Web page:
Hank and Marilyn Coast to Coast 2017 travel blog

Wonderful museum prepares us for our journey

Three trails leave Independence

Mountain men led the emigrants

Brave women carried their children

In the 1840s few Europeans lived west of the Mississippi River. The Louisiana Purchase in 1803 had roughly doubled the size of the United States, but the great plains were covered with Indian nations. Spain controlled the South-west, and England had claims to the North-west. But in the 1840s nearly half a million Americans moved into the disputed territories and they changed the history of the continent. The National Frontier Trails Museum tells the story and prepared us for our journey.

The city of Independence on the Missouri River was a major jumping off place into the unknown western lands. In the background of the painting can be seen steamboats unloading emigrants. In town they formed wagon trains. Some went along the major trading trail to Santa Fe, New Mexico. We will reach Santa Fe in early October. Others went to California, lured by the news of gold.

Hundreds of thousands went to Oregon, dreaming of starting new lives. They were led through the Rocky Mountains by mountain men like Jim Bridger. Entire families, with many women carrying young children, made the six-month journey mostly by foot, walking along side wagons filled with supplies and worldly possessions.

Tomorrow we leave to follow the Oregon Trail. We will not walk, nor take six months. Our faithful Subaru, carrying our supplies and worldly possessions, will take us 150 miles each day. But we hope to touch something of the wonder of traveling new lands, meeting new people, and embracing the wonder of our country. Such was supper tonight. Our server Monica was from a small town with only one stop sign! She struggled to adjust to this big city when she came to college. She aspires to be a math teacher, and we wished her well.

We did a lot of driving today through different neighborhoods in Independence. The homes in these neighborhoods are not cookie cutter. Some are Spanish style, others are Craftsman with Victorian and mid-century modern showing up as well. Many of the homes have large front porches with chairs set invitingly for resting "a spell." I'm used to seeing sidewalks in neighborhoods, but outside city limits there weren't any to see. Guess the roads are quiet enough that there's little danger walking in the road, or home owners don't mind pedestrians walking on their grass.

Hank and I have been marveling about the courtesy of drivers. Pedestrians have the right of way at intersections, cars come to a full stop at stop signs and yellow lights are respected - no rushing to beat the light means no cameras at intersections.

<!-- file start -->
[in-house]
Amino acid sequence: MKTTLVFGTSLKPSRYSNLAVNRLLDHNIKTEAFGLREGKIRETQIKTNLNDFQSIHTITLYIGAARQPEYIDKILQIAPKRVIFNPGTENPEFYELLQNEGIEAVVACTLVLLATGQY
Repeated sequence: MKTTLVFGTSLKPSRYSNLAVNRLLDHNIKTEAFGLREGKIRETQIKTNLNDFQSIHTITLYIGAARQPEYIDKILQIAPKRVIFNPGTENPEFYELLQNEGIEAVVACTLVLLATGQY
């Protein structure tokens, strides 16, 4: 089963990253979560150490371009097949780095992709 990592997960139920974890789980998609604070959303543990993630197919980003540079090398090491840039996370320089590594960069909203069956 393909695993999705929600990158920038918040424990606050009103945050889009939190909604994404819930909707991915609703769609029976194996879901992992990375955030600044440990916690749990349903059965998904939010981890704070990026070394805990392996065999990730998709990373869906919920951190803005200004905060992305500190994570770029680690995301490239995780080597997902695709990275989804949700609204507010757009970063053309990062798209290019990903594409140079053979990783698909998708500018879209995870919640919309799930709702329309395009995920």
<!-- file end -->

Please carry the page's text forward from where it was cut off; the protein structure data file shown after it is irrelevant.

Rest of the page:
The first week of traveling gave us temperatures in the 90s. This week, following heavy rain in Kentucky, has been in the 80s. Excellent traveling weather with a breeze most days. Not sure what Harvey will bring to us, but we won't be camping again until early next week. We're lucky enough to be staying in motels until we reach Fairbury, Nebraska, where we'll explore the Pony Express.

We've been fortunate to find packaged salads in the grocery stores we've searched out. We have a cooler filled with salads and yogurts and canned soups that we heat on the camping stove Hank's brother lent us. We're running low on the propane for the stove so we stopped at a Bass Pro Shop to look for it. The man at the customer service counter had never seen the 8.8 oz. can of propane. He recommended we look at Home Depot or another hardware super store. We thanked him and since the store is fascinating (stuffed animals in vignettes among trees and flowing water with live water fowl and fish in the ponds and "aquariums") we wandered the store. Discovered they even had a seafood restaurant in the middle of the store! Competitive prices to boot. Thinking we might need to replace our stove we headed to the camping section, and there on the bottom shelf we found exactly what we needed. Canned propane at $3.99 a can. We bought 2 without breaking the bank. We thanked God and headed to our next stop - a bookstore for Hank.

I didn't go in. Quilt stores are my thing this trip so I avoided temptation and waited for Hank in the car. 30 minutes later he's back with a CD, 2 books for himself and a quilting book for me! What a sweetheart. Said it was "our" style of quilts, and it was on clearance. (We've made one quilt together and I have hopes we'll do it again.)

Thanks for your patience in reading this part of the blog. We haven't just visited tourist and history places. Wanted to give a flavor of life on the road. We'll pack up tomorrow morning and head for Topeka, stopping at 2 quilt shops along the way. They just don't make them like this at home!

Our thanks to those of you who have sent texts and emails and even made phone calls. It is a blessing to have friends like you. Until we meet again, may we all be safe and in God's peace.

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